Tobacco-specific nitrosamines are a group of carcinogens formed from nicotine and related tobacco alkaloids. Two of these compounds, 4- (methylnitrosamino)-1-(3-pyridyl)-1-butanone (NNK) and N'-nitrosonornicotine, are believed to be involved as causative agents for cancers of the lung, oral cavity, esophagus, and pancreas associated with the use of tobacco products. The goal of the studies described here is to develop biomarkers which will allow us to understand the uptake, metabolic activation, and detoxification of these carcinogens in humans. Two metabolites of NNK, 4- (methylnitrosamino)-1-(3-pyridyl)-1-butanol and its glucuronide, have been identified and quantified in human urine. These metabolites allow assessment of NNK uptake in smokers, tobacco chewers, and people exposed to environmental tobacco smoke. NNK and N'-nitrosonornicotine form hemoglobin and DNA adducts upon metabolic activation by α-hydroxylation. These adducts release 4-hydroxy-1-(3-pyridyl)-1-butanone (HPB) upon hydrolysis. The released 4-hydroxy-1-(3-pyridyl)-1-butanone can be quantified by gas chromatography-mass spectrometry. A subset of smokers and most tobacco chewers have hemoglobin adduct levels which are higher than detected in nonsmokers. 4-Hydroxy-1-(3-pyridyl)-1-butanone-releasing DNA adducts are higher in lung tissue from smokers than from nonsmokers. These data indicate that some smokers and tobacco chewers are capable of metabolically activating NNK or N'-nitrosonornicotine to intermediates which bind to cellular macromolecules and are, therefore, at potentially higher risk for cancer development. The application of these biomarkers to studies on cancer induction by tobacco products is discussed.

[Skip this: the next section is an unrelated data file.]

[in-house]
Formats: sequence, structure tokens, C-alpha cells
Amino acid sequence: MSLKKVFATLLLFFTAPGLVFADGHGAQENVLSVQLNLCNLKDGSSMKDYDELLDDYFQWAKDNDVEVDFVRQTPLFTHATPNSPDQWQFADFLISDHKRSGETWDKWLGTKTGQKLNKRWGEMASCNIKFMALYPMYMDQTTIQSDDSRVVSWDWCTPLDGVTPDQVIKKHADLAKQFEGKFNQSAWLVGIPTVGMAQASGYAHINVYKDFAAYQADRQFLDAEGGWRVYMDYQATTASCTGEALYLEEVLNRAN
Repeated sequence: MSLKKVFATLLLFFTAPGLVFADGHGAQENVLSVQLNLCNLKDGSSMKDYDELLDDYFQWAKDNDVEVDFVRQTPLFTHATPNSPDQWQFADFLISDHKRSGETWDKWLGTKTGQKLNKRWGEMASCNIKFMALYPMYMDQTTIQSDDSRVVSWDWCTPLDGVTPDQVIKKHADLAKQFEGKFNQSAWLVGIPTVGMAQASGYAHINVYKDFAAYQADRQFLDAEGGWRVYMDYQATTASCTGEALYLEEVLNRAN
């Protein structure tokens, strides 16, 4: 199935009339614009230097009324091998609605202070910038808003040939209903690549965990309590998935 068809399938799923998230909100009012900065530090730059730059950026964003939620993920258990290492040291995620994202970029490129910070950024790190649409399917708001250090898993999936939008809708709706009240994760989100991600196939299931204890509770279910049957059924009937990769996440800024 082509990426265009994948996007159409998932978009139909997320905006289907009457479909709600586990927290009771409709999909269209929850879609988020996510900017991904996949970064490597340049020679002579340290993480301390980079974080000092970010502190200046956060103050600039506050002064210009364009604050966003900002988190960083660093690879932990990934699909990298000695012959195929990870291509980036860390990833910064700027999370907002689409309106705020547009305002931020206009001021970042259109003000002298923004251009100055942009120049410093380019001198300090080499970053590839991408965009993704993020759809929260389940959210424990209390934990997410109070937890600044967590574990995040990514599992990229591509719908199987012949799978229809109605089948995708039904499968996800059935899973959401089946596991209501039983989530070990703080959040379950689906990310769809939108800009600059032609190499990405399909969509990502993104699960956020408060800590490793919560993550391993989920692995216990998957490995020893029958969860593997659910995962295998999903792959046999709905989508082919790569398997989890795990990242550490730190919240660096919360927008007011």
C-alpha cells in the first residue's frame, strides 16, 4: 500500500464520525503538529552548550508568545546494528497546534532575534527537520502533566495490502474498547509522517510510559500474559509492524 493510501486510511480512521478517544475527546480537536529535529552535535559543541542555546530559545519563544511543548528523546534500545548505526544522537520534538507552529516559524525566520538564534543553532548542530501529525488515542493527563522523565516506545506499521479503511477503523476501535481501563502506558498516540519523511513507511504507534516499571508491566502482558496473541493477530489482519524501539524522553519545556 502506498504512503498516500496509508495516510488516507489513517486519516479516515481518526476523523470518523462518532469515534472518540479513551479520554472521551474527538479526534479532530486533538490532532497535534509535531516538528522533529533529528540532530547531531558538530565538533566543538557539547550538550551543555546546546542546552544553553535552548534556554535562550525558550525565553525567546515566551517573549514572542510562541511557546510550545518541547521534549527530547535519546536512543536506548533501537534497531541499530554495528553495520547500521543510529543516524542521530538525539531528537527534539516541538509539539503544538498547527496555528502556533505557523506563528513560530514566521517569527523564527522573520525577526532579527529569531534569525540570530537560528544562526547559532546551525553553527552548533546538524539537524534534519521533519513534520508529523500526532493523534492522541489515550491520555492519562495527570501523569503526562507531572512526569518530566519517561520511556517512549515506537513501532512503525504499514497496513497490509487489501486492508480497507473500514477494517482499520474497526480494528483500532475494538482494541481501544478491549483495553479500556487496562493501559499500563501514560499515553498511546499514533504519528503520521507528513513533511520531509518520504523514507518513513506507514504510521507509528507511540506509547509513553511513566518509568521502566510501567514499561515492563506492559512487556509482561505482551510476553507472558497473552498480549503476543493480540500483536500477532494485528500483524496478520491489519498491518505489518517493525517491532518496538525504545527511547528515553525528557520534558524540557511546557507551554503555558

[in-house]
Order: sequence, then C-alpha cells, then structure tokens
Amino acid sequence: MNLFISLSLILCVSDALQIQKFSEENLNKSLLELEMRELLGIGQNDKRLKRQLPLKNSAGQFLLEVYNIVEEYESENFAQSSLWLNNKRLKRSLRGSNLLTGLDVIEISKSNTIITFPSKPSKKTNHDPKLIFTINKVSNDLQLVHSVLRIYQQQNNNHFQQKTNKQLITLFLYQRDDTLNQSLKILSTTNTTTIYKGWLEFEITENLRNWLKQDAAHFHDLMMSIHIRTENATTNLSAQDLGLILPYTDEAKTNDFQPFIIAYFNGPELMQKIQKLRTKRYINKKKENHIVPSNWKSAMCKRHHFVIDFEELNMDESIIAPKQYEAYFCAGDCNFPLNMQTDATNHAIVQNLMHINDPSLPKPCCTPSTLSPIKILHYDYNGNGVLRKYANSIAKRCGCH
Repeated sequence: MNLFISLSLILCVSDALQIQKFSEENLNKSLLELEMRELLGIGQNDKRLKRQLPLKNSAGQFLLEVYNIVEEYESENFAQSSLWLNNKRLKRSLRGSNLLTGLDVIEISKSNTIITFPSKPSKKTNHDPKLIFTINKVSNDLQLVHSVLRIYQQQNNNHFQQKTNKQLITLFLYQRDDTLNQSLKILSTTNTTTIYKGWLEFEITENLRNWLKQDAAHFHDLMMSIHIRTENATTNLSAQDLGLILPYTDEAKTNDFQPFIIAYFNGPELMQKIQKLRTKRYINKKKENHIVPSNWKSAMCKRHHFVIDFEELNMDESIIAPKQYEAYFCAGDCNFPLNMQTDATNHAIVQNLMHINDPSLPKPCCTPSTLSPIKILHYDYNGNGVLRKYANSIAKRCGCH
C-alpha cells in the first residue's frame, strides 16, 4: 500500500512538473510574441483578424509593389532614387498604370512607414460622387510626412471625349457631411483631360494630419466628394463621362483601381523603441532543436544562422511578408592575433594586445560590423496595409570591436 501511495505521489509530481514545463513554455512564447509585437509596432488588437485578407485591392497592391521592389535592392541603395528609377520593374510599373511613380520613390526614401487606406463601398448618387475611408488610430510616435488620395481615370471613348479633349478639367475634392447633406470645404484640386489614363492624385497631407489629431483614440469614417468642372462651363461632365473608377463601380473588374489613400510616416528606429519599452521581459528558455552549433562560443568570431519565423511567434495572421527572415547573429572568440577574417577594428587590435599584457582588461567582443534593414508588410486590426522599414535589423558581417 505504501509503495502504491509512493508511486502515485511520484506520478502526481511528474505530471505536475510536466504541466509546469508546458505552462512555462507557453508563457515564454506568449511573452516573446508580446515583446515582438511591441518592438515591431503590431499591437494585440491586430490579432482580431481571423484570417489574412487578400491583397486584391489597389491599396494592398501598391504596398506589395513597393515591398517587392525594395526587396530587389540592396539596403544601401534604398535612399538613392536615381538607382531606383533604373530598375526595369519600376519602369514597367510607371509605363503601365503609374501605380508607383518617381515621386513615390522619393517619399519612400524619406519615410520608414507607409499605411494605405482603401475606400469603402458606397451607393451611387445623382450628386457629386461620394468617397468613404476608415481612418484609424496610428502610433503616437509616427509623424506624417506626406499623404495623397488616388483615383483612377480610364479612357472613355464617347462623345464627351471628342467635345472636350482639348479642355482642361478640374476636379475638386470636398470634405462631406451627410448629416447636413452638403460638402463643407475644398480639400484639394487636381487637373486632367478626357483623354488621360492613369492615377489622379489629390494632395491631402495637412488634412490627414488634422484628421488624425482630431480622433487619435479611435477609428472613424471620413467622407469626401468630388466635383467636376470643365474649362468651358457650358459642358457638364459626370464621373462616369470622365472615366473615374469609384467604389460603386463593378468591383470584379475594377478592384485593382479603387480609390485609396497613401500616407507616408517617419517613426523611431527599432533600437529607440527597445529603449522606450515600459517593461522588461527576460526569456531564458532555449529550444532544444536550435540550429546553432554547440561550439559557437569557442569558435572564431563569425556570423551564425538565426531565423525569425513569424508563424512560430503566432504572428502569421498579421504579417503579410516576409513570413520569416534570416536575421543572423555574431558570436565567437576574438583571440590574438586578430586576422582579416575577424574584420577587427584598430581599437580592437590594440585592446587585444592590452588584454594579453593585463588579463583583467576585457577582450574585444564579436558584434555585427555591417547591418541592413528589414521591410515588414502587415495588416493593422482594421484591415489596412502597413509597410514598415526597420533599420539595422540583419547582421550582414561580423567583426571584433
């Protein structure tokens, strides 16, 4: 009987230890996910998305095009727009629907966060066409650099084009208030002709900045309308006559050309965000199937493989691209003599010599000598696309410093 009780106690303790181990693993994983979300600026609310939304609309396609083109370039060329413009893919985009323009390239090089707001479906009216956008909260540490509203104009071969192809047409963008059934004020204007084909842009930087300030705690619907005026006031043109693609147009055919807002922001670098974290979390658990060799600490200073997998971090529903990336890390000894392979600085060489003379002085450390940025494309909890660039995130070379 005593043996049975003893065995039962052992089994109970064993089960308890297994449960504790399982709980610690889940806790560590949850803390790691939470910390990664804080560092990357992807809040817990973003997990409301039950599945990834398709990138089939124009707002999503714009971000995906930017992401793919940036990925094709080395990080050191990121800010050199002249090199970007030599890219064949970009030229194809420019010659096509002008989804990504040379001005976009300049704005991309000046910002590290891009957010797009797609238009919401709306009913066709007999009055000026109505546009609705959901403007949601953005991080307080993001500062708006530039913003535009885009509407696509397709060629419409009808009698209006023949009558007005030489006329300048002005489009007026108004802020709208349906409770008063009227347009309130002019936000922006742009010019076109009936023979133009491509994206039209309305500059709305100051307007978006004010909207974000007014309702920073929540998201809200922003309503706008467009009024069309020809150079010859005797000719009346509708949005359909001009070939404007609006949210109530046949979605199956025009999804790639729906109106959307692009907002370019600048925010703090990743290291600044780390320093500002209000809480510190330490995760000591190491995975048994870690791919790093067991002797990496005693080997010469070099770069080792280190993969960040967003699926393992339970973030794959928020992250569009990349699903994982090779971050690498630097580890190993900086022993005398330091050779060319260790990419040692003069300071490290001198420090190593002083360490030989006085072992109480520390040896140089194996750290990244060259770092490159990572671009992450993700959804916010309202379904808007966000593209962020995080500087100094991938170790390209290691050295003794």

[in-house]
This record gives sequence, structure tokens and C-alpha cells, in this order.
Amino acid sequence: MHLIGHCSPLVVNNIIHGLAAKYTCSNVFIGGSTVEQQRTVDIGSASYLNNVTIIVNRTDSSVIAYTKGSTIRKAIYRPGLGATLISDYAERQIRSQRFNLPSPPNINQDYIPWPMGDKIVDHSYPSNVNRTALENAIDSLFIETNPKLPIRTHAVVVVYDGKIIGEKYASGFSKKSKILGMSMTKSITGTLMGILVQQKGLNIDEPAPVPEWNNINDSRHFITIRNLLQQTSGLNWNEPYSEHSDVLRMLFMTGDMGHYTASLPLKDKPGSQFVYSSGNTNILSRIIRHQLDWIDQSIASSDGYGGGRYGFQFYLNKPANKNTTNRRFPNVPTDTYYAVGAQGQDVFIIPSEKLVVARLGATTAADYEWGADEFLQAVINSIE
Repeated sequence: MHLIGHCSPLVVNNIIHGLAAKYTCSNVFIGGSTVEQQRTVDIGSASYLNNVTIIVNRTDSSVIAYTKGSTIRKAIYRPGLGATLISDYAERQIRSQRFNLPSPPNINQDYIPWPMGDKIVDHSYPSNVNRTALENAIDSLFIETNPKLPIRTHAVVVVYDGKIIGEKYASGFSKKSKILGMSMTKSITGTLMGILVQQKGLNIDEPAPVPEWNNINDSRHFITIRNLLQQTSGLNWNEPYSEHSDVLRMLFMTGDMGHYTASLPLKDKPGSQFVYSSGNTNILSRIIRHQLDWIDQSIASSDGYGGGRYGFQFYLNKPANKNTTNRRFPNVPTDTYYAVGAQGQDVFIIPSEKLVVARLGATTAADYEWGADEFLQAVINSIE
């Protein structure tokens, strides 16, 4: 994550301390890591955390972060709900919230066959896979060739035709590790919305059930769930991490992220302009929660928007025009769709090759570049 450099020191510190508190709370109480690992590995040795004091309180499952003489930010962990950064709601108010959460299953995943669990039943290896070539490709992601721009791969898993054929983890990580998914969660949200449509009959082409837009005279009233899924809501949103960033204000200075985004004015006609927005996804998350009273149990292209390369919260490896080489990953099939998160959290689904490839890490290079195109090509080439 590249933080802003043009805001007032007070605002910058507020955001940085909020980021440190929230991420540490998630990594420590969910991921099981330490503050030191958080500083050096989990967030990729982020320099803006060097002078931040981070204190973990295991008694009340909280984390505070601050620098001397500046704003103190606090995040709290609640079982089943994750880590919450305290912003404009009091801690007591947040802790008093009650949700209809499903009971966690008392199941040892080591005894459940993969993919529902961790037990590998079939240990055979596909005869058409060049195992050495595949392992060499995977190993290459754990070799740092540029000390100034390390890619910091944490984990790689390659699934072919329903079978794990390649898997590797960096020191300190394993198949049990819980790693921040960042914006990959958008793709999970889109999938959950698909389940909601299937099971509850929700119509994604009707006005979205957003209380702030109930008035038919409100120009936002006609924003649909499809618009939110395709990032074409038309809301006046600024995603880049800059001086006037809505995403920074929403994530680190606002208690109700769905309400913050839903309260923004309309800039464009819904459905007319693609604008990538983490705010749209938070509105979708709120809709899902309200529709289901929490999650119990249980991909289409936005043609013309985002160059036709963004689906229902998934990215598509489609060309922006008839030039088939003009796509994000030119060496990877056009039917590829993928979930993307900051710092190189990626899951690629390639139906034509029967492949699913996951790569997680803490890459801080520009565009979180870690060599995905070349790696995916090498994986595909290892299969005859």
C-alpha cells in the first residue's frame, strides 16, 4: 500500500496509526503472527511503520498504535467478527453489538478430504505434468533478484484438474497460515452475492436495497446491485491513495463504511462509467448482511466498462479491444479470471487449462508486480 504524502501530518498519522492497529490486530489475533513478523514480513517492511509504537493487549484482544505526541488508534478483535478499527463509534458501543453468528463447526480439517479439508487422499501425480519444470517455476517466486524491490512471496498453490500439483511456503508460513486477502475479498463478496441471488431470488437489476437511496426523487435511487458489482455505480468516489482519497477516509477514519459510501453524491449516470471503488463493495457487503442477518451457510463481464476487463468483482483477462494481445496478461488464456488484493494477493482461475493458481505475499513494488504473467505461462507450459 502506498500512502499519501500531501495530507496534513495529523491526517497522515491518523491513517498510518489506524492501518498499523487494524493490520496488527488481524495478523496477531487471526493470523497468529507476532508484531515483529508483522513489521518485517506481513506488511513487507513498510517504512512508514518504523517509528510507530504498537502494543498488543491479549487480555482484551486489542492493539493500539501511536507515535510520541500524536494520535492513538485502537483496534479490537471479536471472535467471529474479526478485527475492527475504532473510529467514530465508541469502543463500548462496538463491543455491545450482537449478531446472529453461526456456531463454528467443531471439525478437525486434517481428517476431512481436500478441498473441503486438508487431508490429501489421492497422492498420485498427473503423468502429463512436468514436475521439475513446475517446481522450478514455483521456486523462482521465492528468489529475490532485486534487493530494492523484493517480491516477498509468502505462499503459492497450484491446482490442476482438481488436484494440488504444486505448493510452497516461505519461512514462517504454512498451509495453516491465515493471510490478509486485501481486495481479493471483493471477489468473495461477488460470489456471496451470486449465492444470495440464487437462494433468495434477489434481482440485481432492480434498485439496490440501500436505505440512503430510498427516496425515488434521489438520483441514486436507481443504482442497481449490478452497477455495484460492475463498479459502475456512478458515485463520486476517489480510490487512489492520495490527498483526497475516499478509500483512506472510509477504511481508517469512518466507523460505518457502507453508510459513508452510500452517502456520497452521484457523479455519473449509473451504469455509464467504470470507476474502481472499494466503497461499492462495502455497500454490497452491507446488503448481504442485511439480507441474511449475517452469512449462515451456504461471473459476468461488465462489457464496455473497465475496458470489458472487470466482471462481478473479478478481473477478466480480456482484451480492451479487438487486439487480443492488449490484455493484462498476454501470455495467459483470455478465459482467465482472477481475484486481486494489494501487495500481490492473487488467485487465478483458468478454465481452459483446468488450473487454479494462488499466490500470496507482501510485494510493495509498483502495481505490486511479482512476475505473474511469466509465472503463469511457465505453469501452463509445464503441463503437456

|Original language||English (US)|
|Issue number||7 SUPPL.|
|State||Published - Apr 1 1994|